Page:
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Yom kippur war

The meaning of «yom kippur war»

The Yom Kippur War, also known as the Ramadan War, the October War,[65] the 1973 Arab–Israeli War or the Fourth Arab–Israeli War, was an armed conflict fought from 6 to 25 October 1973 between Israel and a coalition of Arab states led by Egypt and Syria. The majority of combat between the two sides took place in the Sinai Peninsula and the Golan Heights—both of which were occupied by Israel in 1967—with some fighting in African Egypt and northern Israel.[66][67] Egypt's initial objective in the war was to seize a foothold on the eastern bank of the Suez Canal and subsequently leverage these gains to negotiate the return of the rest of the Israeli-occupied Sinai Peninsula.[68][69][70][71]

The war began on 6 October 1973, when the Arab coalition jointly launched a surprise attack against Israel on the Jewish holy day of Yom Kippur, which had occurred simultaneously with the Islamic holy month of Ramadan in that year.[72] Egyptian and Syrian forces crossed their corresponding ceasefire lines with Israel and invaded the Sinai Peninsula and the Golan Heights, respectively. Following the outbreak of hostilities, both the United States and the Soviet Union initiated massive resupply efforts to their respective allies during the war, which led to a near-confrontation between the two nuclear-armed superpowers.[73]

The fighting commenced with a massive and successful crossing of the Suez Canal by the Arab coalition; Egyptian forces crossed the ceasefire lines with Israel and advanced virtually unopposed into the Sinai Peninsula. However, Israel mobilized most of its forces three days later and halted the Egyptian offensive, resulting in a military stalemate. The Syrians coordinated their attack on the Golan Heights to coincide with the Egyptian offensive and initially made threatening gains into Israeli-held territory. After three days of heavy fighting, Israeli forces had pushed the Syrians back to the pre-war ceasefire lines. The Israeli military then launched a four-day-long counter-offensive deep into Syria. Within a week, Israeli artillery began to shell the outskirts of the Syrian capital of Damascus, and Egyptian president Anwar Sadat began to worry about the deteriorating integrity of the Arab coalition's leadership. Sadat believed that capturing two strategic mountain passes deeper within the Sinai Peninsula would make the Arab position stronger during post-war negotiations with Israel, and subsequently ordered Egyptian forces to mount another offensive against the Israelis, which was quickly repulsed. Israeli forces subsequently counter-attacked at the seam between the two Egyptian formations, crossed the Suez Canal into Egypt, and slowly began advancing southward and westward towards Suez City in over a week of heavy fighting that resulted in large casualties on both sides.[74][75]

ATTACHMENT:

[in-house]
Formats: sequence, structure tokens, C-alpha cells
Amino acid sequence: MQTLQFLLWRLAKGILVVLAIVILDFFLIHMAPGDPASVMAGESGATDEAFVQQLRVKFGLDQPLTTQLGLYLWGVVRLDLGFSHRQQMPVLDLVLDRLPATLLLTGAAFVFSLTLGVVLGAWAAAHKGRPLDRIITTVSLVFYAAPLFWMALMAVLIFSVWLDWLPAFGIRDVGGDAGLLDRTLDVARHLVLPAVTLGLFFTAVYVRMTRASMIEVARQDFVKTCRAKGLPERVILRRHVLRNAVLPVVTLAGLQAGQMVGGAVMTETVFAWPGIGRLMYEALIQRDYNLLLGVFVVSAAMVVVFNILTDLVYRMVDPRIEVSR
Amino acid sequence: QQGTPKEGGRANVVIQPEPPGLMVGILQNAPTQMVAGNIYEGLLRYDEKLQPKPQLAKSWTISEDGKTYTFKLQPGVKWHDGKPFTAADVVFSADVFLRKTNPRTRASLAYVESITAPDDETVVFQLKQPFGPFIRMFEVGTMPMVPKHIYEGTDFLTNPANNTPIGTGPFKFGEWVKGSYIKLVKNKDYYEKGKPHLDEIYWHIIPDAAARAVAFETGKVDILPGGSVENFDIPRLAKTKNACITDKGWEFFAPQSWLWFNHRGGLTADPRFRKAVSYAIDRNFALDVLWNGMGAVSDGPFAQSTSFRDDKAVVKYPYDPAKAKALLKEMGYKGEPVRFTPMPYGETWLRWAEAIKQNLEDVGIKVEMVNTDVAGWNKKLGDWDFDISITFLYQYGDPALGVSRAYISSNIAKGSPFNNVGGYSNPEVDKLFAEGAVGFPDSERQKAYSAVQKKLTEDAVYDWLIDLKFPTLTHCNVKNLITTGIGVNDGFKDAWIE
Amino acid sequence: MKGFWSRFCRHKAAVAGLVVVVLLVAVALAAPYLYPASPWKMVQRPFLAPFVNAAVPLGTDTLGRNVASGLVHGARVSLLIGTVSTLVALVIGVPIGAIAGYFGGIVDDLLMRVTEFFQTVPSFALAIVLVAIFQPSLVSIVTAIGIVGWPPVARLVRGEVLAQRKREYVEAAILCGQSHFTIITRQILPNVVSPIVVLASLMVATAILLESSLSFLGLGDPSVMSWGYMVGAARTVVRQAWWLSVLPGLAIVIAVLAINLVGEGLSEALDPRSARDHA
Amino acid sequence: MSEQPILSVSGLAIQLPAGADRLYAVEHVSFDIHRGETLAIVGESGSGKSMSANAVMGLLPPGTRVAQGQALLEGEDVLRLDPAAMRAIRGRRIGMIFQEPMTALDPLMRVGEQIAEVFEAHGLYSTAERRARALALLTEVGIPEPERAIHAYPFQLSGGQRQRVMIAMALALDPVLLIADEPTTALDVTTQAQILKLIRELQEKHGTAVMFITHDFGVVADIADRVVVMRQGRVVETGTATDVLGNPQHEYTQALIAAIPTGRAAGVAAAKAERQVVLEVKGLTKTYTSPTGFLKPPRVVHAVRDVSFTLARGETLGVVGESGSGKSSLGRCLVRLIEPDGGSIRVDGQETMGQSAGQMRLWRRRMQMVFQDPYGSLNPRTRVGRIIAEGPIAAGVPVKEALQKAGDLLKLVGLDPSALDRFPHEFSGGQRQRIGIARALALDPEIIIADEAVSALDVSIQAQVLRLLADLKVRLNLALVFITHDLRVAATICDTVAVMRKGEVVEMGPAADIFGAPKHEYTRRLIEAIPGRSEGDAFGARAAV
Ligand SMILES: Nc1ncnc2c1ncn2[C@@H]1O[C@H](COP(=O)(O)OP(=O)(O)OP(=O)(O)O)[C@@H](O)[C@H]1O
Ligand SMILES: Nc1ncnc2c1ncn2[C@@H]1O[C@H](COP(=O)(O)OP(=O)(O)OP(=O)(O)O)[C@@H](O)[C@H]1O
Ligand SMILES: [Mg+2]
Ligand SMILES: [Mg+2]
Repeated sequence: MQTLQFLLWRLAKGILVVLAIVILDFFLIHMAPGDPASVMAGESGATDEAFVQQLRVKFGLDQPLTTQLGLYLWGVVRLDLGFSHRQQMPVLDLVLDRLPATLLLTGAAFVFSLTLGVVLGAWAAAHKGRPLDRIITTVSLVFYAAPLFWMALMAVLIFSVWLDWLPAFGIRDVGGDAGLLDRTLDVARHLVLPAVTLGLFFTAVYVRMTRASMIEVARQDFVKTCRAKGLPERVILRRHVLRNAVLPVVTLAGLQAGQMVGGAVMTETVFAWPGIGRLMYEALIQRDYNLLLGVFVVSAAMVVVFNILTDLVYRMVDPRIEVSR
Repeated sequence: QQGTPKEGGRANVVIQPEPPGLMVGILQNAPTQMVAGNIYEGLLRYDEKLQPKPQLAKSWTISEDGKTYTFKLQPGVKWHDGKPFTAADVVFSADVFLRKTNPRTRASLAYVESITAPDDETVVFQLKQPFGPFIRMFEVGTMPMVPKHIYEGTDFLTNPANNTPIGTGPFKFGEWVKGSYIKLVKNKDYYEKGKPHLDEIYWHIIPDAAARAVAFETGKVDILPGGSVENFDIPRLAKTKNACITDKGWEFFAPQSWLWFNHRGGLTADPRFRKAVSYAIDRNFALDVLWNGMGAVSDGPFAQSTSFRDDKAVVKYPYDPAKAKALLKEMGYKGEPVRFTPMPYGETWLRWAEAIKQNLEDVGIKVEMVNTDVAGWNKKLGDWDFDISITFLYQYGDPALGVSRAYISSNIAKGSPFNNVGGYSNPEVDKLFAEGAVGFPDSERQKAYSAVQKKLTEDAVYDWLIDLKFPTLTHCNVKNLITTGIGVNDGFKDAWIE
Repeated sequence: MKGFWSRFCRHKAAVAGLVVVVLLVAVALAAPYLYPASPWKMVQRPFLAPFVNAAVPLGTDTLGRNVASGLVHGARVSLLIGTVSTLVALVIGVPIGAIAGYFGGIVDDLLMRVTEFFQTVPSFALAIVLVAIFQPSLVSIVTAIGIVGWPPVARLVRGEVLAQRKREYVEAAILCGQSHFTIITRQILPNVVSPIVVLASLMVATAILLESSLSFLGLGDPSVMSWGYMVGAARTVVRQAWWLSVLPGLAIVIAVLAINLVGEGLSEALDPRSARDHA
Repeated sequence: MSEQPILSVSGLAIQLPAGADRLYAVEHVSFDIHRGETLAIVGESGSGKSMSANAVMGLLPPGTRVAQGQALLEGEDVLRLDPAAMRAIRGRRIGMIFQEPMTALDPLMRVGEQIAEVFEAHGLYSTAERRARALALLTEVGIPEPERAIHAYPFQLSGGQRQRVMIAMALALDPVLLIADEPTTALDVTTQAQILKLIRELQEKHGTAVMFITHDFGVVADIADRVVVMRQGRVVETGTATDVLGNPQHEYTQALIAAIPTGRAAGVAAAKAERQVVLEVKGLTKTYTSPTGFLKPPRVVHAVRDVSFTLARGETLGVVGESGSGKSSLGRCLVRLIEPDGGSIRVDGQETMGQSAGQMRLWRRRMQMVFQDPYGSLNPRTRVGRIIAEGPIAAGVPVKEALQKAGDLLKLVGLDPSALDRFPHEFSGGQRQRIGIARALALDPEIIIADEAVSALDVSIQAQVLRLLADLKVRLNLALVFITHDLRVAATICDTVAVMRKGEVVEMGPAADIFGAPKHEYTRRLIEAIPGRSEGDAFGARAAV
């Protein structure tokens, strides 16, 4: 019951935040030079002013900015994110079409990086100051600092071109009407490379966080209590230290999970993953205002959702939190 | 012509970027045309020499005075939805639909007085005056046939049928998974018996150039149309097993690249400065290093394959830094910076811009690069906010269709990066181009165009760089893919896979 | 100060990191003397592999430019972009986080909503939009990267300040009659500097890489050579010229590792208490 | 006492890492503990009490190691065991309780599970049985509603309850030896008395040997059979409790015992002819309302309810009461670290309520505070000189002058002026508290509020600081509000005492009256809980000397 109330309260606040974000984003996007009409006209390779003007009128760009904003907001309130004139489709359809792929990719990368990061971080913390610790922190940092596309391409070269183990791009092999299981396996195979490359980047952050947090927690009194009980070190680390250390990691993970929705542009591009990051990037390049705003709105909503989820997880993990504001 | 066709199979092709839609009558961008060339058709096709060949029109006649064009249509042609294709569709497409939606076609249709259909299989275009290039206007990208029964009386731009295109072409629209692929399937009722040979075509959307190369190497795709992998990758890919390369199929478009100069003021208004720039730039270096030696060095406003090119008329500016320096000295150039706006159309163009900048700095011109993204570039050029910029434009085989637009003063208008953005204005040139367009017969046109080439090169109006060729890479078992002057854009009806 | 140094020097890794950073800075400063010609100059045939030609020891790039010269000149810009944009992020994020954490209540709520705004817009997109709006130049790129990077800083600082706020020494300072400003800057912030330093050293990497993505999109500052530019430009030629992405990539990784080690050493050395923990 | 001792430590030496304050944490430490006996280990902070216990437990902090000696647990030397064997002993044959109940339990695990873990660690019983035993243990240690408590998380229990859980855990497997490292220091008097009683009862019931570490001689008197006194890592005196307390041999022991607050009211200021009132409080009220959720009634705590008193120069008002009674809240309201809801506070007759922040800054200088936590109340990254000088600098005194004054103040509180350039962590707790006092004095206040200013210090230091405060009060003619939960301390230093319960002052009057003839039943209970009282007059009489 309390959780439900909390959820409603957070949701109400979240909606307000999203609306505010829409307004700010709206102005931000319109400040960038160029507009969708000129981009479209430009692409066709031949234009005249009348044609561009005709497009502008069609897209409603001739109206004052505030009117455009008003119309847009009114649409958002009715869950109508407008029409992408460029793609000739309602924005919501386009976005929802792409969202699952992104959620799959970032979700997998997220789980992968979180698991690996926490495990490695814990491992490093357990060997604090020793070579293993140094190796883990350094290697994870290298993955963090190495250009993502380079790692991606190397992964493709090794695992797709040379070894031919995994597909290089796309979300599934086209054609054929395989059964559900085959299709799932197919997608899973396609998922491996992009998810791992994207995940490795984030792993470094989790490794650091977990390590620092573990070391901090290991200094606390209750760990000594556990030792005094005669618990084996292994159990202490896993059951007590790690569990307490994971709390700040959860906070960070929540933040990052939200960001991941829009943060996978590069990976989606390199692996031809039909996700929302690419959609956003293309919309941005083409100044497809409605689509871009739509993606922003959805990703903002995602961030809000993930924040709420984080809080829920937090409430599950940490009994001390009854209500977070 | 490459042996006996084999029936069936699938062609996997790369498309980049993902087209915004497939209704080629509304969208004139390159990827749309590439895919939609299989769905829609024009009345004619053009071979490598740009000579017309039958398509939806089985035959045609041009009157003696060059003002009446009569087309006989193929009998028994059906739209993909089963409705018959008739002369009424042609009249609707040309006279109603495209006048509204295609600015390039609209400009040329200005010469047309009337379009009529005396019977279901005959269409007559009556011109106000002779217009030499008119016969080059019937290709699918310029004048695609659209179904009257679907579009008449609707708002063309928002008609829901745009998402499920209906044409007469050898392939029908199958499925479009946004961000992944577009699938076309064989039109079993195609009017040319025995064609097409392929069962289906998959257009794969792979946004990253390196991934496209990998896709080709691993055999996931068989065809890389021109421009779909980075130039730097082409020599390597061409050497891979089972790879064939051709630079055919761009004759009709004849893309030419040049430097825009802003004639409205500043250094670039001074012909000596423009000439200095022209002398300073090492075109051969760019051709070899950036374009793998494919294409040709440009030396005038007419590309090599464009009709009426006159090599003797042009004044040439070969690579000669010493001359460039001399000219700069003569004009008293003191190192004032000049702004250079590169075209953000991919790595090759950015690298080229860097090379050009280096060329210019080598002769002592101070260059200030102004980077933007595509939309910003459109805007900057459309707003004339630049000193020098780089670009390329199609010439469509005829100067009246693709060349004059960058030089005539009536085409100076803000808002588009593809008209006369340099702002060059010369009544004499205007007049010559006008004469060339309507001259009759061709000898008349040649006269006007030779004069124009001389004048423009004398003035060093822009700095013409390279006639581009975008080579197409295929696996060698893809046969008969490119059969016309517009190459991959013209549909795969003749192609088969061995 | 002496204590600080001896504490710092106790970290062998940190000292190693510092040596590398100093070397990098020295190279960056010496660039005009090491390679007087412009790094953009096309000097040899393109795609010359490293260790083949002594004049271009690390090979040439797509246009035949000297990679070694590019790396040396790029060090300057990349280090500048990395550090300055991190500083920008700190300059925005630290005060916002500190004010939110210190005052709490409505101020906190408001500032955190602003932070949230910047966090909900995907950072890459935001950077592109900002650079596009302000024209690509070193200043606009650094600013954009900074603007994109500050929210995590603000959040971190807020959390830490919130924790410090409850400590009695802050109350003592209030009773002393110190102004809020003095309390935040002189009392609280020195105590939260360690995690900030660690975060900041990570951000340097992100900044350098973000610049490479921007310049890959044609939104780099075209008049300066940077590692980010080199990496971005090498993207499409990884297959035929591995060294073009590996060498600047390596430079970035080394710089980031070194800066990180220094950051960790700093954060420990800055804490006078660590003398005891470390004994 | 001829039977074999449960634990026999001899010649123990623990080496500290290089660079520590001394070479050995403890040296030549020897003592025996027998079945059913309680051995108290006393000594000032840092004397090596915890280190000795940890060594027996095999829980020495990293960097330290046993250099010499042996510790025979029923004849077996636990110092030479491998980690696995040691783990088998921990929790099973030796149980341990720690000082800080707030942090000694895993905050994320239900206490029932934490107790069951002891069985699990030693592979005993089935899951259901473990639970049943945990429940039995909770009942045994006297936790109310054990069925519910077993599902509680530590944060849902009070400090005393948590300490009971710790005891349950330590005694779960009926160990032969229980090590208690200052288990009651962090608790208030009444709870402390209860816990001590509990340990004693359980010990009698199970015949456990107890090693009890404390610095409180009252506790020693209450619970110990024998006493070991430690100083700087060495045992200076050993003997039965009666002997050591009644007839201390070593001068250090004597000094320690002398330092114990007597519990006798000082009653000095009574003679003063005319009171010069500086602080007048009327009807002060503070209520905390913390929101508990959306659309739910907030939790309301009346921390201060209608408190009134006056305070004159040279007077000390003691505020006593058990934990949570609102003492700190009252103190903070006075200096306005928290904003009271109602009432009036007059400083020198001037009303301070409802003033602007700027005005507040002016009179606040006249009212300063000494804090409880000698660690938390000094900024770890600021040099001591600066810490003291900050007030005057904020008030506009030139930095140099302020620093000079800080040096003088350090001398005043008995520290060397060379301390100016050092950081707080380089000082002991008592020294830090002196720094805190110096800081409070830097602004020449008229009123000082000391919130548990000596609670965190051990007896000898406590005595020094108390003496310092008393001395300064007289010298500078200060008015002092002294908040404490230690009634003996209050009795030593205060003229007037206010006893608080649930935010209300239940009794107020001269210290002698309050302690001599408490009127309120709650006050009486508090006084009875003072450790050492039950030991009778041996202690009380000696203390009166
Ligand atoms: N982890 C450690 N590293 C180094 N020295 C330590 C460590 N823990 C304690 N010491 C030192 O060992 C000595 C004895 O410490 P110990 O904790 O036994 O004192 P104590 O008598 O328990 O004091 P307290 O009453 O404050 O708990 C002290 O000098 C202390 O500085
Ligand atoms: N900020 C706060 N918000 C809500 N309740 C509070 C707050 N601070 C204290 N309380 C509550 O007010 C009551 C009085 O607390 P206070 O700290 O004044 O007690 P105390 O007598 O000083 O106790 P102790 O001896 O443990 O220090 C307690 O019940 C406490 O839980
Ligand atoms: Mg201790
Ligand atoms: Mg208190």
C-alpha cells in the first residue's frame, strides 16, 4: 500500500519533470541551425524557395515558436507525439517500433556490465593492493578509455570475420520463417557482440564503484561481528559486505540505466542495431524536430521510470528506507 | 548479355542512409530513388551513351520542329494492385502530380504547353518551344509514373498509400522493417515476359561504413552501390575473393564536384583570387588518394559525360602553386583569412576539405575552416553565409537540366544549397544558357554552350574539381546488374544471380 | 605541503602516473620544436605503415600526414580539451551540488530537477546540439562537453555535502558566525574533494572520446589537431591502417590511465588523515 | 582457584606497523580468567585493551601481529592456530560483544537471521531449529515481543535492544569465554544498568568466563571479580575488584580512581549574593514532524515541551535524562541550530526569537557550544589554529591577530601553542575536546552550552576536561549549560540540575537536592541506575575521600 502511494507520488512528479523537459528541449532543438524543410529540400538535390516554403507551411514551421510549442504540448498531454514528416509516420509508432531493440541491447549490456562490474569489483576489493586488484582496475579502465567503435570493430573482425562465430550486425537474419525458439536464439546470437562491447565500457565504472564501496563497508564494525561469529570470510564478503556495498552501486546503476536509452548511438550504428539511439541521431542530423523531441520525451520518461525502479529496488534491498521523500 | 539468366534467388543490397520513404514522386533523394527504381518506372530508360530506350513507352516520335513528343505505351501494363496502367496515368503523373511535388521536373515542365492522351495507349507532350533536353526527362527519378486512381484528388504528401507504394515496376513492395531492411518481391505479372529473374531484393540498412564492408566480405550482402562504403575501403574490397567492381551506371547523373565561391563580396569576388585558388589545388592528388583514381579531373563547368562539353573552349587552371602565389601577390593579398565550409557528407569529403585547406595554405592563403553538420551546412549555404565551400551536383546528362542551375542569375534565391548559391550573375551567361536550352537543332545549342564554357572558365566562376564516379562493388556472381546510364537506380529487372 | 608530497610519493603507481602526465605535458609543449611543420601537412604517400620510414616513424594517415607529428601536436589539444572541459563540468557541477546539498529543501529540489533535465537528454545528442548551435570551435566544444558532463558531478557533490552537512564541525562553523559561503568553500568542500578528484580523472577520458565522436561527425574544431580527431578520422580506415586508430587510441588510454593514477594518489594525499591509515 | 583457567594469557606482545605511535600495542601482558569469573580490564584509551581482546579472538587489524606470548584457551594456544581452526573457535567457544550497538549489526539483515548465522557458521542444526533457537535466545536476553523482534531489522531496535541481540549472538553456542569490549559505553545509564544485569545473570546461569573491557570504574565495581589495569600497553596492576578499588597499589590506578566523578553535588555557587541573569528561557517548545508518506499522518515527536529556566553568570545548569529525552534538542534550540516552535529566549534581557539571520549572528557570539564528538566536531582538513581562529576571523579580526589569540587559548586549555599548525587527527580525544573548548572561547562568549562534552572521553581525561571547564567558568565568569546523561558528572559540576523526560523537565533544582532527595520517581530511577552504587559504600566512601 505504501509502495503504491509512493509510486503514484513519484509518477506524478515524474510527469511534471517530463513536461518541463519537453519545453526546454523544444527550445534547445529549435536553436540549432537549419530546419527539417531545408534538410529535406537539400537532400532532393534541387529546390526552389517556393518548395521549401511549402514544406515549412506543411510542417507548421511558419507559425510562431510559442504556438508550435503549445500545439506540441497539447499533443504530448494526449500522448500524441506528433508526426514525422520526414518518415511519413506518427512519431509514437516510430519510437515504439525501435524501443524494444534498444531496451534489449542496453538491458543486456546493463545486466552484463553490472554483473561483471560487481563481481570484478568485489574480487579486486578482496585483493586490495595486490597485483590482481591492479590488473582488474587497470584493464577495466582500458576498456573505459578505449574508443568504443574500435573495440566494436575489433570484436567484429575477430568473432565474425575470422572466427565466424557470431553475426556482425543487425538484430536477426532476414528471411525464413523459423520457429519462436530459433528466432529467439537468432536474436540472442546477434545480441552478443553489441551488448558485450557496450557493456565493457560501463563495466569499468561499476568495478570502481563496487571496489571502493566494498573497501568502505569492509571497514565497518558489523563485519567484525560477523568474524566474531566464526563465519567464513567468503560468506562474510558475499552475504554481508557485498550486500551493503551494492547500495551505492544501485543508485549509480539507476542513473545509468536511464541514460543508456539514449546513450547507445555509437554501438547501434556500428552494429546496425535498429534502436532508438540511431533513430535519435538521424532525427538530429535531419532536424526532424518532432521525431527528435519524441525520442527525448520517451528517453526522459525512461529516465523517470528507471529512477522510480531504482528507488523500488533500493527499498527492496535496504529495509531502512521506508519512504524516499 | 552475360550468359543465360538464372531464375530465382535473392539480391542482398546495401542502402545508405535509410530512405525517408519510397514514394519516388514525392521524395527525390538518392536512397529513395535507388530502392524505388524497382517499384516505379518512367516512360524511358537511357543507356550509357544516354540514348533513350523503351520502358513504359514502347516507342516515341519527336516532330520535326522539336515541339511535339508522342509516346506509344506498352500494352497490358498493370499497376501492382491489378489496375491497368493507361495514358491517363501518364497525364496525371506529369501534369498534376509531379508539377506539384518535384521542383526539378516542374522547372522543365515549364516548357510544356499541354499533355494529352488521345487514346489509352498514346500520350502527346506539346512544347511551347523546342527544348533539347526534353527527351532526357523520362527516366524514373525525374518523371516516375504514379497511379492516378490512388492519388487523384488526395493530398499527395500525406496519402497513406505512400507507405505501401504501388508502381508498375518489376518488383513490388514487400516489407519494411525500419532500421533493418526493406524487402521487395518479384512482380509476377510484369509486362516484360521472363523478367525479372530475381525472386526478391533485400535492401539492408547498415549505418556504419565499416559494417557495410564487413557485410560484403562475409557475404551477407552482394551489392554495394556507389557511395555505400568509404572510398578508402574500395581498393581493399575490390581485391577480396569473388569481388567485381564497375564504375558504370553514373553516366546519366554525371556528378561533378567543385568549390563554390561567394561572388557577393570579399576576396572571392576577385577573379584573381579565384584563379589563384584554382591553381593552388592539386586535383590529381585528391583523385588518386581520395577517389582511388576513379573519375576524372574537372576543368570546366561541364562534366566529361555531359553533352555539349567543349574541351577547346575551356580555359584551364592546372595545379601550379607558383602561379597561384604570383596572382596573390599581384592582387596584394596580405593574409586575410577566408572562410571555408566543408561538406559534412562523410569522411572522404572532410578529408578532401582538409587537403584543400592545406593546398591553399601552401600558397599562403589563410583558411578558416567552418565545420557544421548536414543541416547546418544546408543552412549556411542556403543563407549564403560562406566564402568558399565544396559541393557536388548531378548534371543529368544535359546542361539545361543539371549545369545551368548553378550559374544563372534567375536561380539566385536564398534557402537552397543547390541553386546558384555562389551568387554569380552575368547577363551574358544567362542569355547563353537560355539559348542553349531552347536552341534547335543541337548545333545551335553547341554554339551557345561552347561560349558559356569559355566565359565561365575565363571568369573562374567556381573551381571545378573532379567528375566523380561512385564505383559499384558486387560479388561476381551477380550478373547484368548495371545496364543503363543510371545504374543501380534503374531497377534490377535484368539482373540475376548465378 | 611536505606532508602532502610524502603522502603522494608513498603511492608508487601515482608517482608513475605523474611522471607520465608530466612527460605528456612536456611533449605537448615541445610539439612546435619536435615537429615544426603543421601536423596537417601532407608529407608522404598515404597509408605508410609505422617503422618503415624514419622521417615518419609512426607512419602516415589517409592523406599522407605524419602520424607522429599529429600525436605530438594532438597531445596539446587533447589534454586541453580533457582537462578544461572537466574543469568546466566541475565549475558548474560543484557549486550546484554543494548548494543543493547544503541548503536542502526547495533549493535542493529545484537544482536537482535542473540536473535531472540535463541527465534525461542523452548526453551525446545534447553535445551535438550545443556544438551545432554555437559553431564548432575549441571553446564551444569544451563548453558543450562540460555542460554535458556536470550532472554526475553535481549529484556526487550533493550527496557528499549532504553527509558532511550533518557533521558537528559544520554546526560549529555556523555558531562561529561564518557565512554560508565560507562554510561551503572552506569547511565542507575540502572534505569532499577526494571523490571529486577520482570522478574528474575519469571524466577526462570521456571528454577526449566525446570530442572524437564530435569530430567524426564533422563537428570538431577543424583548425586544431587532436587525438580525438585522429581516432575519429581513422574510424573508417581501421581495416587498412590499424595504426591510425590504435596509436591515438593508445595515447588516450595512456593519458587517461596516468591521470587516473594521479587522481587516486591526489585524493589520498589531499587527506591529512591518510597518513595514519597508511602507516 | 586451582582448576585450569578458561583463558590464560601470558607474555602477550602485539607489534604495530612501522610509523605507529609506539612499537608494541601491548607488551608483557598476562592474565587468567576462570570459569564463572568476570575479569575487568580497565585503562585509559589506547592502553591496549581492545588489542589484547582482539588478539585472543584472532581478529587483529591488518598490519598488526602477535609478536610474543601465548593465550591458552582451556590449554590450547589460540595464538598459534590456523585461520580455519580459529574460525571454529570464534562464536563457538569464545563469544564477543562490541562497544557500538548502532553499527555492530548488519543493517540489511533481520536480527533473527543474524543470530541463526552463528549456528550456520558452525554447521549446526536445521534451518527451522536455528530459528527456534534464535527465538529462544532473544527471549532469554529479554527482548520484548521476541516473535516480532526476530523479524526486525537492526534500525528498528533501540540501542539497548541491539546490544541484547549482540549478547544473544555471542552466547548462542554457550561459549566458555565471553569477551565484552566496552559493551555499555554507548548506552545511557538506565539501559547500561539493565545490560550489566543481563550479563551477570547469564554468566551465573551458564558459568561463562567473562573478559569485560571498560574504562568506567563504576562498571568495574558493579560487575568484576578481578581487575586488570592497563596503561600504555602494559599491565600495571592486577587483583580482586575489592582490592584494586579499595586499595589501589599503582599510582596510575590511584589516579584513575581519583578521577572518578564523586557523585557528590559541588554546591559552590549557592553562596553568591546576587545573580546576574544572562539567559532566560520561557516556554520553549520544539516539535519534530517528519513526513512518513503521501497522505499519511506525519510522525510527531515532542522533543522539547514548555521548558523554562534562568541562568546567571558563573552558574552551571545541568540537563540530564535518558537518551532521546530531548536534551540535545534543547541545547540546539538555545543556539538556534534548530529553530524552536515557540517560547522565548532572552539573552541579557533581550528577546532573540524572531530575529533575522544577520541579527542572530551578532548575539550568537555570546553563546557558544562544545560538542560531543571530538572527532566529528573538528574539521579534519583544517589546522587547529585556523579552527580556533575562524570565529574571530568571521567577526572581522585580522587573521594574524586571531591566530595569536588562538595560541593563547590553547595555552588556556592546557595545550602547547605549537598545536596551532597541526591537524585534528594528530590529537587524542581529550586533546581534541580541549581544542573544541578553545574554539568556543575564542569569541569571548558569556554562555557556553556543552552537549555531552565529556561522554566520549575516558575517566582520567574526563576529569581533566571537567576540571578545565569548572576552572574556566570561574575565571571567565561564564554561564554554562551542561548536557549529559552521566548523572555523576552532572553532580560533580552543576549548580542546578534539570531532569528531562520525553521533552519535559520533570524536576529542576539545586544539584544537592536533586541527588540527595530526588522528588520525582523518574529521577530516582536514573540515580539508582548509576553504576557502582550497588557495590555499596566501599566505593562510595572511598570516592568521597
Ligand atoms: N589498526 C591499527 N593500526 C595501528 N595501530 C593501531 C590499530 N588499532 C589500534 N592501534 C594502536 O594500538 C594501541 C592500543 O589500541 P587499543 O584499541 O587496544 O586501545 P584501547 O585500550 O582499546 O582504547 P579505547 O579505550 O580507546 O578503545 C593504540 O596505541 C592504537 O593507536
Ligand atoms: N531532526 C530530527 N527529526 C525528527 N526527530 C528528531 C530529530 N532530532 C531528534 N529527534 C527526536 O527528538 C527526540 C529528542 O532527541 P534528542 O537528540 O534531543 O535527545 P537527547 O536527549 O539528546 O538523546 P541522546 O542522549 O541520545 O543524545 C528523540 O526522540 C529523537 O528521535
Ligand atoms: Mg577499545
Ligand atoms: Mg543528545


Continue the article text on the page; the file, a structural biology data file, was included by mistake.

On 22 October, an initial ceasefire brokered by the United Nations unravelled, with each side blaming the other for the breach. By 24 October, the Israelis had improved their positions considerably and completed their encirclement of the Egyptian Third Army and Suez City, bringing them within 100 kilometres (62 mi) of the Egyptian capital of Cairo. This development led to dangerously heightened tensions between the United States and the Soviet Union (allied with Israel and with the Arab states, respectively) and a second ceasefire was imposed cooperatively on 25 October to officially end the war.

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